The Boston Bruins’ regular season came to a miserable end last week on home-ice following a 6-1 defeat to the Ottawa Senators. The defeat capped off a terrible meltdown in Beantown, as the Bruins ended up losing nine of the last 12 games. If you can remember, the Bruins ended last season in a similar fashion, where they had the opportunity to lock-down a playoff spot, only to crash and burn at the final hurdle.
This season, to the opinion of many, this Bruins’ team was even worse than the one witnessed last year and to the teams credit, at one stage, they looked pretty good. They sat atop the Atlantic Division standings towards the last third of the season, before everything came crashing down around them. Claude Julien and co looked more than ready to put the doubters to bed as they seemed destined for the Stanley cup playoffs, especially within a conference as weak as that of the Eastern Conference, they were battling away with the Florida Panthers and the Tampa Bay Lightning for the Atlantic lead. But anybody who honestly thought they could sustain something like a division lead, was smoking some strong stuff.
The Bruins were plagued with inconsistency all year long. From winning five, six games in a row, to losing five straight. All year long, you simply couldn’t predict what kind of Bruins performance was going to be displayed, and ultimately, that was the teams downfall. That and the fact that the team simply isn’t good enough at the moment. From the net out, the Bruins struggled. Goalie Tuukka Rask had his worst year statistically, and whether that’s the defenses fault or not, at times you have to be able to rely on your guy between the pipes. The teams blueline was perhaps one of the worst in hockey. With old guys getting older, looking slower (Zdeno Chara/Dennis Seidenberg), and the younger prosperous D-men not quite prepared enough for the fiery depths of NHL hockey (Colin Miller/Joe Morrow etc). As well as that, some guys just aren’t that good (Kevan Miller/Adam McQuaid). The forward units had their moments (Brad Marchand career high 37 goals/three players with 30+ goals), but couldn’t consistently take the load off the defense enough to power the Bruins to where they needed to be. Plain and simple, when it really mattered, the team didn’t show up.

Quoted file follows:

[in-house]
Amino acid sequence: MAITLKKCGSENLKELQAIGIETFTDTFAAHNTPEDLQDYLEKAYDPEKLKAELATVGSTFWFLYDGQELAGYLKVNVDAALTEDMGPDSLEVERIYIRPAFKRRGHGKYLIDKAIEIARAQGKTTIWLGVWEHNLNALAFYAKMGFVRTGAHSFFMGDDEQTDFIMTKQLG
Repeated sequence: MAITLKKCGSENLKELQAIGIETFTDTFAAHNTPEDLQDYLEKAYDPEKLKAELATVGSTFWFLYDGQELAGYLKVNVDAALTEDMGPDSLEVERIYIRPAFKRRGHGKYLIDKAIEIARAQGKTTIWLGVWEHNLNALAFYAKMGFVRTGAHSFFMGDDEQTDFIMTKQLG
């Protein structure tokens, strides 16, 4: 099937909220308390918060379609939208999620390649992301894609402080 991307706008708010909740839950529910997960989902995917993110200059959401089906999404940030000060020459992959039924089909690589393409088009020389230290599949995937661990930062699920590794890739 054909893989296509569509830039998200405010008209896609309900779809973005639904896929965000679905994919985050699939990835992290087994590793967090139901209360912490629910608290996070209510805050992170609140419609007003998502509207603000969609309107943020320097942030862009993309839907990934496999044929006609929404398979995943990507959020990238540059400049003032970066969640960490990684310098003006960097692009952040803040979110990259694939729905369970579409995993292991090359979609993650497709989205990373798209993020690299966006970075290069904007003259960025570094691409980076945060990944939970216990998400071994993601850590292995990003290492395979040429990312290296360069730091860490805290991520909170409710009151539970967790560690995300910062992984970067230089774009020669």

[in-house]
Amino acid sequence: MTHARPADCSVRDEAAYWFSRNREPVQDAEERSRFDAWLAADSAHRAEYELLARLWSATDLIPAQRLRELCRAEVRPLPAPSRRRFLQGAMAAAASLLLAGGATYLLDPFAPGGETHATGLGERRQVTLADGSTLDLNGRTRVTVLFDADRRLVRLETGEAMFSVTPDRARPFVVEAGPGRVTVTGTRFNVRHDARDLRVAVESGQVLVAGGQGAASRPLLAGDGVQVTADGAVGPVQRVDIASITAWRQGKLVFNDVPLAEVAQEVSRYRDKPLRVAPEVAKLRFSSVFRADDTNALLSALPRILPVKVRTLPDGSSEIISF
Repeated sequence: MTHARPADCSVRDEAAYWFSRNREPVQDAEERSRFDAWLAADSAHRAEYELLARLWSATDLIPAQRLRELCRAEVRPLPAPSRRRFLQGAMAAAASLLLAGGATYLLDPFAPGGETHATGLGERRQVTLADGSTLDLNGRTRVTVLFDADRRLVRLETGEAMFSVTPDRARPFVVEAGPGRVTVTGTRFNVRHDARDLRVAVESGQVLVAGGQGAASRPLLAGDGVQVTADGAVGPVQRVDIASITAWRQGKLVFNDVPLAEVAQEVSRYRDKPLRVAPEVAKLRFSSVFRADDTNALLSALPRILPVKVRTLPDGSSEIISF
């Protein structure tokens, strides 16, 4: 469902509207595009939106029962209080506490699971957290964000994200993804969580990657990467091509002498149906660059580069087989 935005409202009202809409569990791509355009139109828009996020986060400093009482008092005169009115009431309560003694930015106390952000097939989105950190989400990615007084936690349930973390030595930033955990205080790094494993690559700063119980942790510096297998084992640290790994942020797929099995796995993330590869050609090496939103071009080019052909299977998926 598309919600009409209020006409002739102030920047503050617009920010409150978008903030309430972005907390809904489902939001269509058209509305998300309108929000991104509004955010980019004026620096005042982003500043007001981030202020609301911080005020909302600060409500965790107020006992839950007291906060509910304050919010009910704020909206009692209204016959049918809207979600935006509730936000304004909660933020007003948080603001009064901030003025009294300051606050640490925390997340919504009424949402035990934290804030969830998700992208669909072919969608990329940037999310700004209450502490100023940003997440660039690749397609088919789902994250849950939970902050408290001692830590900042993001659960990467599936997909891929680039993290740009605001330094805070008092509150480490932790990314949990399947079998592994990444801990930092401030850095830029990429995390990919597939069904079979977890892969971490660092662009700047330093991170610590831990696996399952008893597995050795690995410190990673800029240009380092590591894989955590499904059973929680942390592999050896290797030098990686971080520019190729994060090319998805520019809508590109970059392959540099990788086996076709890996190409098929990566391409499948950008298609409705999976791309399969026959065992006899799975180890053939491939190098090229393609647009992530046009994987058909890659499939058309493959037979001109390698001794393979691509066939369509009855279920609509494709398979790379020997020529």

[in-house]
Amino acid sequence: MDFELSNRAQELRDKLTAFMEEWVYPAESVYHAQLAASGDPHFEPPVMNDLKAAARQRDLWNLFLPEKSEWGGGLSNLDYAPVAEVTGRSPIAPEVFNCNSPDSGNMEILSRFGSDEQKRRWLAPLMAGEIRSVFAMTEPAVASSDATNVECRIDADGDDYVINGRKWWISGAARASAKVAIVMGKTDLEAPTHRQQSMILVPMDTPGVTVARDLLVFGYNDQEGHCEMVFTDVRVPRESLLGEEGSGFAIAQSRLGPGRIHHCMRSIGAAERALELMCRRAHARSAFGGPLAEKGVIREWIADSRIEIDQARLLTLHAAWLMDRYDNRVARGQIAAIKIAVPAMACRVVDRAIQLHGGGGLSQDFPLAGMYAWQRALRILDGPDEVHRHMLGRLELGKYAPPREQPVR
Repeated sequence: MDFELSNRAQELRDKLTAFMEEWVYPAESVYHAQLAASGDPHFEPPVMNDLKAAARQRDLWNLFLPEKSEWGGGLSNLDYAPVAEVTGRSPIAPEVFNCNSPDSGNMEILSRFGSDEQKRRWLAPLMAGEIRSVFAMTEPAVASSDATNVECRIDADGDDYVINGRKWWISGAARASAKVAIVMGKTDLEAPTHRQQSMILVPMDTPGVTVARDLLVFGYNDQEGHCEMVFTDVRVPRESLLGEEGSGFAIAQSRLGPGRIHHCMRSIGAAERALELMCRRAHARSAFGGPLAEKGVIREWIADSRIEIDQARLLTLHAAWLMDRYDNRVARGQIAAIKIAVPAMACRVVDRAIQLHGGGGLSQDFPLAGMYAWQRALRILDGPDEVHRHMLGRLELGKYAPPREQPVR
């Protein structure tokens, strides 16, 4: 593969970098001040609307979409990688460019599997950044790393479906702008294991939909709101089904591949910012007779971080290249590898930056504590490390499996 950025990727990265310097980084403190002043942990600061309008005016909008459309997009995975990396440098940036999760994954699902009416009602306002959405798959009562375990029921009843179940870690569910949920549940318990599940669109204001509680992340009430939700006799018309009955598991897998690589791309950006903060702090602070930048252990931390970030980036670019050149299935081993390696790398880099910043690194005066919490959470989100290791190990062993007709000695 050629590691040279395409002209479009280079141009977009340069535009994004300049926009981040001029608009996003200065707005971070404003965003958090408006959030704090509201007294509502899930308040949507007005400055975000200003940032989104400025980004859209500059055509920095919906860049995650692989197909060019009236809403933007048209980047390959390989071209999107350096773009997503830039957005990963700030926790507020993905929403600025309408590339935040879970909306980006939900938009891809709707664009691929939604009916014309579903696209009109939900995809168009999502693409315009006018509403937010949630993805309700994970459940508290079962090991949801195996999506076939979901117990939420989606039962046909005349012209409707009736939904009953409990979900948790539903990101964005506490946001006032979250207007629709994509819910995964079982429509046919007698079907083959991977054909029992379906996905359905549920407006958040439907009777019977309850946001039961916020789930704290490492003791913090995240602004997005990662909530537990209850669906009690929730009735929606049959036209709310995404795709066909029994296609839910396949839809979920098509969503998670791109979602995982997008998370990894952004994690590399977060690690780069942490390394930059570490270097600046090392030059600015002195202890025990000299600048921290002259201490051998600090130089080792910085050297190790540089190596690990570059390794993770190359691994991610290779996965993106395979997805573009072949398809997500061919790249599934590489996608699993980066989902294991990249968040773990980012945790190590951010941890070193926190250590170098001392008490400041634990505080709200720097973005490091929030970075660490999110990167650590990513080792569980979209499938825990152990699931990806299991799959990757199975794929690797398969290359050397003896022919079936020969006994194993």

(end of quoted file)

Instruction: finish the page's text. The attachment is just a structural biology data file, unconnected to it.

Now enough about who sucks and who doesn’t suck quite as much. Bruins’ head coach Claude Julien took the brunt of the blame following last seasons disappointment and may have been lucky to keep his job. This year though, to even be anywhere near the playoffs with the team he had, is a very impressive achievement and he is absolutely not the problem here. GM Don Sweeney reiterated those thoughts by announcing today in both a letter to Bruins season ticket holders and via a press conference, that Claude Julien will ‘absolutely’ be behind the B’s bench next season. He also mentioned re-signing Kevan Miller, which wasn’t quite received as well as the previous news.
With Sweeney announcing that as early as he did, it sent out a very important message not only to the fans, but the Bruins players as well. There isn’t anybody better equipped to lead this team through this transition period than the Bruins’ all-time leader in coaching wins, Claude Julien.
Firing Julien would have been a huge mistake. A guy with his resume wouldn’t have been on the market for long, and would have soon ended up in either Montreal or Ottawa, finishing ahead of the Bruins in the standings for a number of years. Him staying, is the best option for the Bruins. It also says a lot about the character of Julien himself. He could have chosen to leave. Go and start again somewhere else. After the passed couple of seasons that option has absolutely been available, and with the teams recent struggles has no doubt been a very tempting one. But Julien has expressed his love and passion for the team and the city of Boston. They’ve been through a lot together, and he wants to see his team rise up once more, and return as one of the NHL’s elite. But the only way they can achieve this, is through change.
Even though the B’s farm system/prospect pool is pretty good, it’s impossible to rely on players’ who’s age is south of 21. It’s up to the likes of Don Sweeney and Cam Neely to get the Bruins’ cap situation sorted, and provide the coaches and players with the talent they need to win hockey games on a consistent basis, because without that the Bruins could be looking up at the rest of the league for a while.